A dose of reality for the Philadelphia sports fan

Watch sports long enough and you will come to understand certain things will never change. Some observations I have made over the years are as follows;

1. Philadelphia fans will never hear the end of the Santa Claus story, booing Donovan McNabb or any other tired story that is painfully and all-to-easily resurfaced by lazy national or local media from outside Philadelphia.

2. All fans will boo their own players under the appropriate conditions, regardless of locale.

3. Philadelphia fans are negative and will not shy away from booing players on the teams they root for.

The recent leading question served to DeSean Jackson on a platter by a reporter from CSN Washington has caused a stir on the local sports radio airwaves on 94 WIP and 97.5 The Fanatic. It is no surprise because those on the radio have also been served an easy talk radio topic to fill hours of conversation. Jackson was led to being able to take a shot at Eagles fans, at least that is how it has been interpreted, and he praised Washington fans. What else would you expect from a puff interview piece during training camp by the newcomer to the team? The intent of this question and response is to poke a stick at a rival team’s fans and sin the praises of the new fans.

Nothing Jackson just said in tat specific segment was false or misleading. Not. A. Word.

I am as loyal of a Philadelphia sports fan as they come, at least I like to think that is the case. I can also let my optimist side run wild with the best of them, although I also like to pull in the reigns and give myself a dose of reality. Sometimes I think the vocal portion of the Philadelphia fan base needs a dose of reality as well. So here are two hard truths about the Philadelphia fan, as I see it.

We are a loyal and dedicated fan base, but there is a fair portion of bandwagon fans. Guess what, it is the same in every city in America. There is nothing to be ashamed of, and when someone does suggest you are a front running city, just take a look at the attendance at Phillies and Sixers games before you go on a rant about how great you really are.

We do boo your own players. Often it is deserved though, and it is only a sign of how much we genuinely care about and want to be winning. If you are going to get in a huff about someone daring to say you boo your own, pay close attention to what is happening with Ryan Howard and Jonathan Papelbon (although Papelbon clearly brings it on himself). We are a city that expects results. If a $25 million a year player is struggling on a nightly basis, he is going to hear it. This is the nature of sports. Those players do not get automatic cheers included in their contracts. That contract is with the team, not the fans. If a player cannot understand that, then the problem is on them and not the fans. And you know what, 10, 15 years or so down the road when a player like Ryan Howard returns for an anniversary celebration of the 2008 World Series, there will not be a boo in the stadium.

After all, he’s not Adam Eaton.

We are pretty paranoid. The city gets up in arms to react and defend ourselves as fans and as a city every time a former player or national media member or local columnist drags up Santa Claus, Michael Irvin’s injury or throwing batteries. Hey, if you’re going to say something about us, you better be prepared to back it up and receive a counter argument. Unfortunately, the counter argument always gets left in the dark of the minds speaking out with their tired and stale criticisms of the city. Yes, those things happened in Philadelphia. Bad things have happened in other cities too, sometimes worst things. But there is one thing we should take from all of this. Opinions of those unwilling to admit when they go overboard or lack doing original research will never change. Wasting your energy trying to combat it is often a futile effort. The best thing you can do is let the haters go on hating and you can rejoice even more when times are good.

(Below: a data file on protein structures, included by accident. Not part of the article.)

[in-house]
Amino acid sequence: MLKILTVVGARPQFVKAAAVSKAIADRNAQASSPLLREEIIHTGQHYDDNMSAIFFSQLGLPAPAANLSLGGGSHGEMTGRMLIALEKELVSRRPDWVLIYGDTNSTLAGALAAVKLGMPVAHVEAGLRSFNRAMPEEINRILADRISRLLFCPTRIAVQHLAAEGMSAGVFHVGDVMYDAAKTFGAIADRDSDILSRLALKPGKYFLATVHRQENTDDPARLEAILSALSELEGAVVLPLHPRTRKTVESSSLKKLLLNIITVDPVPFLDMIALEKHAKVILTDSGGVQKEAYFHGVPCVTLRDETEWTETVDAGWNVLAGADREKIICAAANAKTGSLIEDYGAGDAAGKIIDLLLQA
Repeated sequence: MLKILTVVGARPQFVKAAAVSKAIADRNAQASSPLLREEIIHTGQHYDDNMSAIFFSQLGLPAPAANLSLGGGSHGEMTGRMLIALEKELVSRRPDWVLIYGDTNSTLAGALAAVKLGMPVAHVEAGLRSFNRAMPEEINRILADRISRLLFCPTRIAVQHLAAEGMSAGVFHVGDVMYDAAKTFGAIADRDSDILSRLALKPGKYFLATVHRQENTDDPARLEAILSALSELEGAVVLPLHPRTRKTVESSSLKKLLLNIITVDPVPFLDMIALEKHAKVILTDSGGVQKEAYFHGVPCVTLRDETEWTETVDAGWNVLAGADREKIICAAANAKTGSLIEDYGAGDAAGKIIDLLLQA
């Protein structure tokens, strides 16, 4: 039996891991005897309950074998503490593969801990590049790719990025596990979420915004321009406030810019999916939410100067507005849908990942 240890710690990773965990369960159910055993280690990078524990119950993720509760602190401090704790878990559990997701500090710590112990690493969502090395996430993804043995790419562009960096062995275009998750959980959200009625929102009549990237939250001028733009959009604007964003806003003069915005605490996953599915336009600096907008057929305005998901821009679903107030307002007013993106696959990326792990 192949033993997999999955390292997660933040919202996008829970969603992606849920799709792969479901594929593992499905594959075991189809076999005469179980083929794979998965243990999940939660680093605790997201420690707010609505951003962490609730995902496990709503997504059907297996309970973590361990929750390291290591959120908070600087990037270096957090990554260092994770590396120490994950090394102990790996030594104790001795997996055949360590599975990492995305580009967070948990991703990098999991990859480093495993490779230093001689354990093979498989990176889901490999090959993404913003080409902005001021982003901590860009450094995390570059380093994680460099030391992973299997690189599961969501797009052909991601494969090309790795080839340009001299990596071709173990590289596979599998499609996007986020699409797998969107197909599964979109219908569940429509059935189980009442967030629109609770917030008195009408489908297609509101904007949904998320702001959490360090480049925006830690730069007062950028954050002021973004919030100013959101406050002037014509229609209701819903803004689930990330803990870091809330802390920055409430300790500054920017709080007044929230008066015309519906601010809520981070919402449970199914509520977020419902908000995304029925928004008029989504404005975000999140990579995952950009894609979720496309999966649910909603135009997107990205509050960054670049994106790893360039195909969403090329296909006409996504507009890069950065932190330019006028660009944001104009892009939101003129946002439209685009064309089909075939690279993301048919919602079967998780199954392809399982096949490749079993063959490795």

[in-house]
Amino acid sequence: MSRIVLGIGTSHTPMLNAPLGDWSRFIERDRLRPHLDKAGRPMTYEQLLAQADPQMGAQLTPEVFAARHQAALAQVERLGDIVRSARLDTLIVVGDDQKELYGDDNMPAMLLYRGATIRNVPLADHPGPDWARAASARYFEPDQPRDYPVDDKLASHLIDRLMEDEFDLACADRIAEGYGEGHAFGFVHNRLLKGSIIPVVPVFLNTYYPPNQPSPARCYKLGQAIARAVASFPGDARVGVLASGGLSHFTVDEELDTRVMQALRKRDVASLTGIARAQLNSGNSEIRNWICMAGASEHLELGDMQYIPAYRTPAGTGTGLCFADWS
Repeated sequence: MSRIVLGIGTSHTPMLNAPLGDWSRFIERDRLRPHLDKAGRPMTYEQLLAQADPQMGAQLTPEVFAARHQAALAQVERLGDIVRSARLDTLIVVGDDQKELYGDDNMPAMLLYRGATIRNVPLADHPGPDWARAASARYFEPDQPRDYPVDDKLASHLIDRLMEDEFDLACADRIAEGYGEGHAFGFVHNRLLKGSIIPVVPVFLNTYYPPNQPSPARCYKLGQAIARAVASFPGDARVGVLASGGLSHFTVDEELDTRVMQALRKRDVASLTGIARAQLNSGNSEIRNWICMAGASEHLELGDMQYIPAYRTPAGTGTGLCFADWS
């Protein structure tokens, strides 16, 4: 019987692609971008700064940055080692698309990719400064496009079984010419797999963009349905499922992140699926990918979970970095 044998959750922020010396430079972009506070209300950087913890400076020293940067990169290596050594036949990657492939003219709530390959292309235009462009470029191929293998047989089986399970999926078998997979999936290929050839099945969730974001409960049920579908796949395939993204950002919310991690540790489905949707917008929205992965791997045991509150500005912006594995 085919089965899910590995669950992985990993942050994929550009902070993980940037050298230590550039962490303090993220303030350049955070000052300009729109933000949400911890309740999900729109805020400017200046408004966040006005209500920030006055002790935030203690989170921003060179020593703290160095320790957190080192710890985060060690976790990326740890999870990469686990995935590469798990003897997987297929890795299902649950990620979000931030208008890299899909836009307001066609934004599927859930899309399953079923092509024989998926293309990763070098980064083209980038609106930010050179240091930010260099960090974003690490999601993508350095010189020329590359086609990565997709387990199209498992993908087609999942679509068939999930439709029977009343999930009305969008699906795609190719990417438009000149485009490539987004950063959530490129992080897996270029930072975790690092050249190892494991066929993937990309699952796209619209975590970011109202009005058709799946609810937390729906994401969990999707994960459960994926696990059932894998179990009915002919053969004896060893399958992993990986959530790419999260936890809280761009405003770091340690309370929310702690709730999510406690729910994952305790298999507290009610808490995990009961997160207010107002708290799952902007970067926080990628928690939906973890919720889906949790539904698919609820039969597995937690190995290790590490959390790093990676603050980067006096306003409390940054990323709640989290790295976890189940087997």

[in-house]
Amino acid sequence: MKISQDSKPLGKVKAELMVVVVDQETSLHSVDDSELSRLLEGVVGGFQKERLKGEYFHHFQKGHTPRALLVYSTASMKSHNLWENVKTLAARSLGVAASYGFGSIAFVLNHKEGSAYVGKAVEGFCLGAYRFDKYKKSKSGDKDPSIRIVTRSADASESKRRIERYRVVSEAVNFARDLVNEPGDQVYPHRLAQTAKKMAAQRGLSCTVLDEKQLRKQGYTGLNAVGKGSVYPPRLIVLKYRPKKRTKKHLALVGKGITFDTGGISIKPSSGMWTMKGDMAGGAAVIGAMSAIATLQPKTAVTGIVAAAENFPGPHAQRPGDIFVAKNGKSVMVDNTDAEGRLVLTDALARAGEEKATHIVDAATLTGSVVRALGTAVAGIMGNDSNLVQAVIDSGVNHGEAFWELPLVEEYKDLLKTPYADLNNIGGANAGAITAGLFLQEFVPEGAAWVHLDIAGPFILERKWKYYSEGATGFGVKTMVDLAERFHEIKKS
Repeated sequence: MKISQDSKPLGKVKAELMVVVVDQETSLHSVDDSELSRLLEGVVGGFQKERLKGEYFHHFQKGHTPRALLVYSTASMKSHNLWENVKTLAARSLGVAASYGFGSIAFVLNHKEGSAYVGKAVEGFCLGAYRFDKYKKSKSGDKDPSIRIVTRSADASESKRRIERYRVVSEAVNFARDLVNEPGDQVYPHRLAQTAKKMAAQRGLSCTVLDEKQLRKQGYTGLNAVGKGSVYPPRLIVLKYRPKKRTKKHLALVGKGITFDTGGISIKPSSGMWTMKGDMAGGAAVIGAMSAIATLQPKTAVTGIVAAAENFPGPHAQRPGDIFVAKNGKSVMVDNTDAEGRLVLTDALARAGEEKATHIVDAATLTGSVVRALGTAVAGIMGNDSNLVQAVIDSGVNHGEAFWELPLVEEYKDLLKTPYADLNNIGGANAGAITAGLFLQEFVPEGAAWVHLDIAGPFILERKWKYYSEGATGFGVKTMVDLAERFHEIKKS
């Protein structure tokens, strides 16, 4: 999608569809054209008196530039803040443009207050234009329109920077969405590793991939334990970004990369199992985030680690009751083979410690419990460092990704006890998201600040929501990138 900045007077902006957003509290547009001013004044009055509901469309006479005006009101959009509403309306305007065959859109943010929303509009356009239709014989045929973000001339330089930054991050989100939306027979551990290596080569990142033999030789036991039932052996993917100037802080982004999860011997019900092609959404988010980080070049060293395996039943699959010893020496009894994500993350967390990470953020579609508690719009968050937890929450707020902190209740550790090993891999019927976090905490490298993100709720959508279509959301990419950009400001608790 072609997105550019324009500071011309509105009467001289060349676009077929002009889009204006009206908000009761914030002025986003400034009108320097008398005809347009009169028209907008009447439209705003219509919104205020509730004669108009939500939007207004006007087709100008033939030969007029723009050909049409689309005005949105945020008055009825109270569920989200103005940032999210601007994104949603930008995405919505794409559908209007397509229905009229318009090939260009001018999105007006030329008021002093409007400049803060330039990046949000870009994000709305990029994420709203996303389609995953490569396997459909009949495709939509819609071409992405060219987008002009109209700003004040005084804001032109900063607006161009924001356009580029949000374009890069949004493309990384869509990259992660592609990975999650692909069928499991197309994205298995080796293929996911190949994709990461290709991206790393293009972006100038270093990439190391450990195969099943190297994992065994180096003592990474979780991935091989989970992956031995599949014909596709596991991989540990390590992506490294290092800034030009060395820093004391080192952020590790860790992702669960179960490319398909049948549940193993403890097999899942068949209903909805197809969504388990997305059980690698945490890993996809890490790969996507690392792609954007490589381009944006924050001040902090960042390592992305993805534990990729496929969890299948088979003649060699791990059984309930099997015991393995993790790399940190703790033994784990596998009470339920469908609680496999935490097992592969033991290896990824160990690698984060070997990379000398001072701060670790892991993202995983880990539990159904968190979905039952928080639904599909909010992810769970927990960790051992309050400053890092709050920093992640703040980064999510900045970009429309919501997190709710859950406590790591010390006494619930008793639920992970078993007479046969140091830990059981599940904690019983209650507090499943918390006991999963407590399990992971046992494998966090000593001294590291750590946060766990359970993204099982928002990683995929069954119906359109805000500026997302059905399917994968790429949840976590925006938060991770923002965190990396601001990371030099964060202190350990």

We know Philadelphia is a great city and the surrounding region is a great one. We know we are a great sports community. We don’t need anyone else to validate that for us.

Desean Cowboys Haters Gonna Hate

Helmet sticker to The 700 Level.

Taking the soccer plunge by adopting three teams

I have caught a mild case of soccer fever. The World Cup did that to me, even though the United States failed to advance past the first of the elimination rounds. With another World Cup in the books, I wanted to see if I can get myself to pay some closer attention to some of the other soccer going on. I have tried this before but I am giving it another shot by picking a few teams to adopt for some sort of rooting interest, which I hope will keep me checking for updates.

Everton_F.C._(2014–)Rather than just adopt my local Major League Soccer team and end there, I wanted to be sure to pick up a European team, since that is where all the talent is from what I have gathered. That led me to picking a team from the English Premiere League. After gathering some recommendations and thoughts by many on Twitter, as well as doing my own brief research, I landed on Everton. Having US goalie Tim Howard as its goalkeeper helped get me to making that decision, given Howard’s impressive performance in the World Cup. Apparently Landon Donovan claims to have been a fan of Everton as well. So that is good company, right?

I wanted to pick up an EPL team because matches are regularly on in the United States at convenient times for me to watch, whether on Saturday mornings or during the week. How many Everton matches I will be able to watch is something I will have to check on at a later time, but this is the team I am going to go into this year’s EPL season following.

Celtic_FC.svgJust for kicks, I decided to pick a team from some other European leagues as well, even if it means never getting a chance to actually see them in action. From the Scottish Premiere League I decided to adopt Celtic FC. Why? I like the logo, given my Irish background, but I have actually seen this club play. I watched Celtic FC take on the Philadelphia Union of the MLS in the Union’s first year. I covered the game and happened to catch some rough video of flares being set off in PPL Park. I uploaded that to YouTube and CBS 3 asked to have me one for a brief video interview that aired on the evening news a day or two later. As it turned out, I got scolded by a Union media contact for the interview and was threatened to have my media credential pulled because of it. Whatever. Go Celtic FC.